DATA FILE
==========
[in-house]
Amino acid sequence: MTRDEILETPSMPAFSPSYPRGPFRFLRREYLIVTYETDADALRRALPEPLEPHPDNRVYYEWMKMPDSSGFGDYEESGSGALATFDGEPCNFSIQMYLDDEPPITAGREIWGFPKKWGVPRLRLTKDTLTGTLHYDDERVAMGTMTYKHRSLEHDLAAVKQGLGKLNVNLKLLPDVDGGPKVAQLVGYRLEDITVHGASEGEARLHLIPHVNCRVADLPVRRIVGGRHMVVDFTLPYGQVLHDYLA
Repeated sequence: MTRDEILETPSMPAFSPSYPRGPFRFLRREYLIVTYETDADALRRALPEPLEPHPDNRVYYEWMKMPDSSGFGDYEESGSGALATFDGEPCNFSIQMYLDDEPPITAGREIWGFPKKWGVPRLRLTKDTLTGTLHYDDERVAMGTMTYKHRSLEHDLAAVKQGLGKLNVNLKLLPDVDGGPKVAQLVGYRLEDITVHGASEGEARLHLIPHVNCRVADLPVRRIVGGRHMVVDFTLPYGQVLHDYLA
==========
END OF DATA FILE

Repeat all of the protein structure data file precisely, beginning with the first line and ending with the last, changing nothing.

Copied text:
[in-house]
Amino acid sequence: MTRDEILETPSMPAFSPSYPRGPFRFLRREYLIVTYETDADALRRALPEPLEPHPDNRVYYEWMKMPDSSGFGDYEESGSGALATFDGEPCNFSIQMYLDDEPPITAGREIWGFPKKWGVPRLRLTKDTLTGTLHYDDERVAMGTMTYKHRSLEHDLAAVKQGLGKLNVNLKLLPDVDGGPKVAQLVGYRLEDITVHGASEGEARLHLIPHVNCRVADLPVRRIVGGRHMVVDFTLPYGQVLHDYLA
Repeated sequence: MTRDEILETPSMPAFSPSYPRGPFRFLRREYLIVTYETDADALRRALPEPLEPHPDNRVYYEWMKMPDSSGFGDYEESGSGALATFDGEPCNFSIQMYLDDEPPITAGREIWGFPKKWGVPRLRLTKDTLTGTLHYDDERVAMGTMTYKHRSLEHDLAAVKQGLGKLNVNLKLLPDVDGGPKVAQLVGYRLEDITVHGASEGEARLHLIPHVNCRVADLPVRRIVGGRHMVVDFTLPYGQVLHDYLA